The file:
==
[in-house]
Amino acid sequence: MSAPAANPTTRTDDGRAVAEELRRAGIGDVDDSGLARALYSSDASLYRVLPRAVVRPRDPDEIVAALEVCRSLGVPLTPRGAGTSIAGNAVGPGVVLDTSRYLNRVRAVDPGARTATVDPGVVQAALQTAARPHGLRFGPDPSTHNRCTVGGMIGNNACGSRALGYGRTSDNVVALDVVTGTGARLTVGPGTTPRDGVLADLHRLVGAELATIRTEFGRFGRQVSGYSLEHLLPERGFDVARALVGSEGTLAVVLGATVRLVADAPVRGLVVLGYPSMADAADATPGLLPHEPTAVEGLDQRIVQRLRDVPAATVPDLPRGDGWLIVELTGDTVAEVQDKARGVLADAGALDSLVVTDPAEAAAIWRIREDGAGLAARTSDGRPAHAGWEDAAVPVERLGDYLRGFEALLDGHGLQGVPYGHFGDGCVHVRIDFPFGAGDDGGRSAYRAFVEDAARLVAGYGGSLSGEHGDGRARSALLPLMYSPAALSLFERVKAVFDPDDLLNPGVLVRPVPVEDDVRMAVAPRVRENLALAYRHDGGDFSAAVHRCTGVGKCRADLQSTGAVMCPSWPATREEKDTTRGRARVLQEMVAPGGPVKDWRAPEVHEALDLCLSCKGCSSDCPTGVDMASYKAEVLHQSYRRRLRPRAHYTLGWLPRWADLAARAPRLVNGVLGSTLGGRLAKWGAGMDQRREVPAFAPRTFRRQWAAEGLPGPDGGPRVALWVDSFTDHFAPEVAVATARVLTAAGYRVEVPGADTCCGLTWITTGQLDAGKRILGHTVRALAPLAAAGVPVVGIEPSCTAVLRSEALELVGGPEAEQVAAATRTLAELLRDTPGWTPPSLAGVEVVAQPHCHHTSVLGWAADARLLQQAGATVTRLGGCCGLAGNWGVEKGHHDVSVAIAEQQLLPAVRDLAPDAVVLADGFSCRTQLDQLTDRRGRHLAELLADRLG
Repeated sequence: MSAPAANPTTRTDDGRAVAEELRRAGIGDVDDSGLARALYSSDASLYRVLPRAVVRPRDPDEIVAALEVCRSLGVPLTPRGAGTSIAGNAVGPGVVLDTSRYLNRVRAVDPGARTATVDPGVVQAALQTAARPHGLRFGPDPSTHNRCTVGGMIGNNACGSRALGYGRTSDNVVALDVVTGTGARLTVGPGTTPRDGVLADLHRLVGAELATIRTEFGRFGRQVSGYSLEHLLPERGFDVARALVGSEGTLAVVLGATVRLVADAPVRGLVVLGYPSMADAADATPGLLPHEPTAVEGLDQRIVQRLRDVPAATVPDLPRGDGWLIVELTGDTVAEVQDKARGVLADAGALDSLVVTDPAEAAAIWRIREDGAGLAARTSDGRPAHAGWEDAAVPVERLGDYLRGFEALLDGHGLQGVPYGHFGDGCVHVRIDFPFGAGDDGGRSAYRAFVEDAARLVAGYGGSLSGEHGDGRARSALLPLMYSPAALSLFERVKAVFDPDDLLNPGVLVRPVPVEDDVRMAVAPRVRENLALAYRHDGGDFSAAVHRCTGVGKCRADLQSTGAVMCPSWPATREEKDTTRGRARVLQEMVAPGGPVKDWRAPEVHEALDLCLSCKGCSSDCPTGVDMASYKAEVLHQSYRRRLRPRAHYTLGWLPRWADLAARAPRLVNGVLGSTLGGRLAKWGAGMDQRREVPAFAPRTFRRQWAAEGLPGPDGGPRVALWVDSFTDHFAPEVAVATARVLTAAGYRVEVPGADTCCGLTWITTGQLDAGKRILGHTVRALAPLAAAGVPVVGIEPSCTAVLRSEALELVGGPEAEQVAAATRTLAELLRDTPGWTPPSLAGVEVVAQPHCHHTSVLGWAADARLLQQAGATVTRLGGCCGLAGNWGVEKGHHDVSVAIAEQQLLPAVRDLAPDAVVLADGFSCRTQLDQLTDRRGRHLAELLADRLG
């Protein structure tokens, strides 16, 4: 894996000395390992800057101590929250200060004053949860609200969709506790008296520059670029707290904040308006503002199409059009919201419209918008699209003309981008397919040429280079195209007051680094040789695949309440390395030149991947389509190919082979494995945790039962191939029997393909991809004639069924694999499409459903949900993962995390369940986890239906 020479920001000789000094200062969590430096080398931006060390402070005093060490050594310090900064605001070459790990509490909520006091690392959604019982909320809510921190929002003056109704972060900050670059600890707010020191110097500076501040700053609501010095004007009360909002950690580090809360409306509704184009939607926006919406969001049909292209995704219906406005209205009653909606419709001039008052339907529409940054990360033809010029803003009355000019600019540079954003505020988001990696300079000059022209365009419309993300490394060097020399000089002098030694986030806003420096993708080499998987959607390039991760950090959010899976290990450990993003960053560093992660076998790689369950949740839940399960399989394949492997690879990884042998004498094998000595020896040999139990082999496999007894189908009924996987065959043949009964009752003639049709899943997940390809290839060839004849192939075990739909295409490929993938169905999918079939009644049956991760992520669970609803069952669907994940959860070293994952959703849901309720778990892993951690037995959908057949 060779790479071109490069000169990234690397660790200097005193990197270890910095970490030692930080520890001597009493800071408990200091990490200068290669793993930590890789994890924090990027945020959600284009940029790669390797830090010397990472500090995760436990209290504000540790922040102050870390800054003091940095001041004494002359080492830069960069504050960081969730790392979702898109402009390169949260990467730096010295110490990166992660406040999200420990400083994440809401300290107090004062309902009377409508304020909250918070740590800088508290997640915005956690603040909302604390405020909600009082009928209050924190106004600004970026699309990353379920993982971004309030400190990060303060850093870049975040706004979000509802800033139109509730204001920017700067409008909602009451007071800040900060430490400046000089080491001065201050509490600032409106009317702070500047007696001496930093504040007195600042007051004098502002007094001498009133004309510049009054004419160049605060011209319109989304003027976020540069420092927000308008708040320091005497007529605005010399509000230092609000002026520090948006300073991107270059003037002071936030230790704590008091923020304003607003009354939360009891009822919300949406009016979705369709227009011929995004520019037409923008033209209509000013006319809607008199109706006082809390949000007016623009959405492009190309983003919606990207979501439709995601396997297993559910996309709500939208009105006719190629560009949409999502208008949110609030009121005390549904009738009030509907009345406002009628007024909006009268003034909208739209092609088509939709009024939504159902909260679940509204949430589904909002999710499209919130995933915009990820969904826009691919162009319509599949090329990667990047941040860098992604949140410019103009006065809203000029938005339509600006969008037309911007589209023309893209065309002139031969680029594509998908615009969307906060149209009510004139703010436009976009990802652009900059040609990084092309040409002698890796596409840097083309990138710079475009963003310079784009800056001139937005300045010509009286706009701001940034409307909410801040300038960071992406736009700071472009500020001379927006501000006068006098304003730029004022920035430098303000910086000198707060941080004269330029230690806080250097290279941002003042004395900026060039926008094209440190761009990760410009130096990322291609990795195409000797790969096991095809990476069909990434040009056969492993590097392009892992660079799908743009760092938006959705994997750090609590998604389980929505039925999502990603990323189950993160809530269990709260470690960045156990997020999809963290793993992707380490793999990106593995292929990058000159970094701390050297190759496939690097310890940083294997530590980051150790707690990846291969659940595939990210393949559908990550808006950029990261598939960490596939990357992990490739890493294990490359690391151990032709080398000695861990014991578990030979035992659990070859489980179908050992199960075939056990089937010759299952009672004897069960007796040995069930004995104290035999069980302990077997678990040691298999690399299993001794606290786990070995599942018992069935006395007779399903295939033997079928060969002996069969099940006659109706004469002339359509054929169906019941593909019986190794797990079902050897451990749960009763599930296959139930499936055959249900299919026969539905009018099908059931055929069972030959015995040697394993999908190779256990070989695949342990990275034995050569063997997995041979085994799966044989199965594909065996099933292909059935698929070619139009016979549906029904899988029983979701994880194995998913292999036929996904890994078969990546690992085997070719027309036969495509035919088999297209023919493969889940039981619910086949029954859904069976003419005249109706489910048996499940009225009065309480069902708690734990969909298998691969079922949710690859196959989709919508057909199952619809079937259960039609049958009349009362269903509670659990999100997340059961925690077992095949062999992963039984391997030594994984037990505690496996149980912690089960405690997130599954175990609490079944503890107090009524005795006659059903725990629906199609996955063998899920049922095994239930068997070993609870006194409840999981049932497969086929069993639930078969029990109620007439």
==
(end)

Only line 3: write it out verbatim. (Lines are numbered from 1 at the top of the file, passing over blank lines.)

Repeated sequence: MSAPAANPTTRTDDGRAVAEELRRAGIGDVDDSGLARALYSSDASLYRVLPRAVVRPRDPDEIVAALEVCRSLGVPLTPRGAGTSIAGNAVGPGVVLDTSRYLNRVRAVDPGARTATVDPGVVQAALQTAARPHGLRFGPDPSTHNRCTVGGMIGNNACGSRALGYGRTSDNVVALDVVTGTGARLTVGPGTTPRDGVLADLHRLVGAELATIRTEFGRFGRQVSGYSLEHLLPERGFDVARALVGSEGTLAVVLGATVRLVADAPVRGLVVLGYPSMADAADATPGLLPHEPTAVEGLDQRIVQRLRDVPAATVPDLPRGDGWLIVELTGDTVAEVQDKARGVLADAGALDSLVVTDPAEAAAIWRIREDGAGLAARTSDGRPAHAGWEDAAVPVERLGDYLRGFEALLDGHGLQGVPYGHFGDGCVHVRIDFPFGAGDDGGRSAYRAFVEDAARLVAGYGGSLSGEHGDGRARSALLPLMYSPAALSLFERVKAVFDPDDLLNPGVLVRPVPVEDDVRMAVAPRVRENLALAYRHDGGDFSAAVHRCTGVGKCRADLQSTGAVMCPSWPATREEKDTTRGRARVLQEMVAPGGPVKDWRAPEVHEALDLCLSCKGCSSDCPTGVDMASYKAEVLHQSYRRRLRPRAHYTLGWLPRWADLAARAPRLVNGVLGSTLGGRLAKWGAGMDQRREVPAFAPRTFRRQWAAEGLPGPDGGPRVALWVDSFTDHFAPEVAVATARVLTAAGYRVEVPGADTCCGLTWITTGQLDAGKRILGHTVRALAPLAAAGVPVVGIEPSCTAVLRSEALELVGGPEAEQVAAATRTLAELLRDTPGWTPPSLAGVEVVAQPHCHHTSVLGWAADARLLQQAGATVTRLGGCCGLAGNWGVEKGHHDVSVAIAEQQLLPAVRDLAPDAVVLADGFSCRTQLDQLTDRRGRHLAELLADRLG